I spent the weekend at Wroxton College – pictured right – in Oxfordshire, for the Eleventh Workshop of Parliamentary Scholars and Parliamentarians. I organised it under the auspices of the Centre for Legislative Studies, as I have done for the previous ten Workshops. The first – in 1994 – was held in Berlin, but the rest have been held in the ideal setting of Wroxton College, housed as it is in a Jacobean mansion – ancestral home of Lord North, Prime Minister under George III – in over fifty acres of wooded grounds. Held on a biennial basis, it provides an opportunity for scholars to present findings likely to be of interest to parliamentarians. It is co-sponsored by the Inter-Parliamentary Union (IPU), who inform their member branches of the event and hence facilitate the attendance of parliamentarians.
Each Workshop has been successful, but this was probably the most successful. It attracted a record number of papers – you can see the list here – and the quantity was matched by quality. Panels covered such topics as legislatures in developing nations, specific legislatures such as the Chinese NPC, engaging with citizens and the press, the Westminster system in context, and legislatures in Europe, and concluded with a plenary session addressing what constitutes an effective legislature.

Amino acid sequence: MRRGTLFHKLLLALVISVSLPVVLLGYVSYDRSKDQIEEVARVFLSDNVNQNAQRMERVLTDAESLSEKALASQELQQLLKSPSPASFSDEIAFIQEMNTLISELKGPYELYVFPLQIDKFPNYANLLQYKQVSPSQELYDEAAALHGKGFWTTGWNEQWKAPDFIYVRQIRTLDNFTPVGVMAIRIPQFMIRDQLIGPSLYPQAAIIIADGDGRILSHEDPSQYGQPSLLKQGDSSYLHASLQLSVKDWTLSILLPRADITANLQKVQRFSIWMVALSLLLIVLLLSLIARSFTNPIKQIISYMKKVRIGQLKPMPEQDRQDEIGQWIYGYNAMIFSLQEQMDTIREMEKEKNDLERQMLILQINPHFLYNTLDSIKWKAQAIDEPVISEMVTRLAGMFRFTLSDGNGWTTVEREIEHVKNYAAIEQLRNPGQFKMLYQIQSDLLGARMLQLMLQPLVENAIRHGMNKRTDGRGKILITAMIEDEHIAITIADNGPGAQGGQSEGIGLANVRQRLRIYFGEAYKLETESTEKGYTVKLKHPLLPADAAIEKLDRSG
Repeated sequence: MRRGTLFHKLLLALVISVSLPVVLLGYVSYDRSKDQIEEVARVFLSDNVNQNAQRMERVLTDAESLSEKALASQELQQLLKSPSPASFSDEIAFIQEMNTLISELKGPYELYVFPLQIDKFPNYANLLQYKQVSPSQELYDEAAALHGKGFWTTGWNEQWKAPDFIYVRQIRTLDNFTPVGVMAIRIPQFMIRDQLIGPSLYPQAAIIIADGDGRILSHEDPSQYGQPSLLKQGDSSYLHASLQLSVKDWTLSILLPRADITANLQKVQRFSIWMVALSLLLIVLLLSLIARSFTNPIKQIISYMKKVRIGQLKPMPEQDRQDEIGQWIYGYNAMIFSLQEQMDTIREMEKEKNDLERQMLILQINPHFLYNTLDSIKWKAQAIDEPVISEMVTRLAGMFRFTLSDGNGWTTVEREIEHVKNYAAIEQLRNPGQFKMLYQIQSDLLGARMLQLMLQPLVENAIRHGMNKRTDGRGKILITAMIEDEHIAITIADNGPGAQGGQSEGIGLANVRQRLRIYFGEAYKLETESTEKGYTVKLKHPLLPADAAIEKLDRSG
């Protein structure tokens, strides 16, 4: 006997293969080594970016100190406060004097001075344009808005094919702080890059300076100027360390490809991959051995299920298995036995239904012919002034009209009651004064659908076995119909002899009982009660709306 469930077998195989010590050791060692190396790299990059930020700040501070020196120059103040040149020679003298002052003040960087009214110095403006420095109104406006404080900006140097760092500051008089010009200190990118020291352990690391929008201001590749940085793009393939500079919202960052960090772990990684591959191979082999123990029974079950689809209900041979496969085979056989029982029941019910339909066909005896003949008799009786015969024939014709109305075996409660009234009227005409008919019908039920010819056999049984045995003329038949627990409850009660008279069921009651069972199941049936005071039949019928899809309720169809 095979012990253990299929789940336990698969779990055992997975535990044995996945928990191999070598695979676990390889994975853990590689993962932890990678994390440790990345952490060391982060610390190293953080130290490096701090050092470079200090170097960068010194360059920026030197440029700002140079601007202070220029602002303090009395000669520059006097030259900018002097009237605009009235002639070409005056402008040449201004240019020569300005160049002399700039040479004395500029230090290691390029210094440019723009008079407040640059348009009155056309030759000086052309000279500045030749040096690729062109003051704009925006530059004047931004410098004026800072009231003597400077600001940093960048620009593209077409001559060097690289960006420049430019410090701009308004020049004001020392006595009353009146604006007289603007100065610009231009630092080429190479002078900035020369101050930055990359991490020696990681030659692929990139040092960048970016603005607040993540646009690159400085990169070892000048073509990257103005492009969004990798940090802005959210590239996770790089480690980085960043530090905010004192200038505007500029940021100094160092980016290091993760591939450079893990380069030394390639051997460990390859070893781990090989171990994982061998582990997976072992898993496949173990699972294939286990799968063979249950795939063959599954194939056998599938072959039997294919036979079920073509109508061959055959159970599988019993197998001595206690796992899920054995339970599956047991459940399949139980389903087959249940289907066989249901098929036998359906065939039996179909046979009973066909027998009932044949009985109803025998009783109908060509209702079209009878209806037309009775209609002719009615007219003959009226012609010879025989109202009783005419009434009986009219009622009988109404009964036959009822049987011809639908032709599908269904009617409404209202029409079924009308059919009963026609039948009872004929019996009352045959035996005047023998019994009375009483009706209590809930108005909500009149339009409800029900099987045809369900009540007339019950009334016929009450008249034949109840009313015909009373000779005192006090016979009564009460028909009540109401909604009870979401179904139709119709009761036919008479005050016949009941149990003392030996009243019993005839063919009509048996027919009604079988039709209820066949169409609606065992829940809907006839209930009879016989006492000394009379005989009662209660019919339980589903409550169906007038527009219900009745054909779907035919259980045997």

Those attending were drawn from all five continents, with MPs, officials or scholars from a range of Commonwealth nations (such as the UK, Australia, Kenya, and the West Indies), but also from nations as diverse as Jordan, Malta, Brazil, Bahrain, Burundi and Tonga. It made for a fruitful exchange of views and experience, including in the final session.
The final announcement I made in closing the Workshop was that the Twelfth will be held in 2015, instead of 2016, in order to avoid clashing with the biennial International Political Science Association (IPSA) conference. That means getting under way pretty soon in organising it….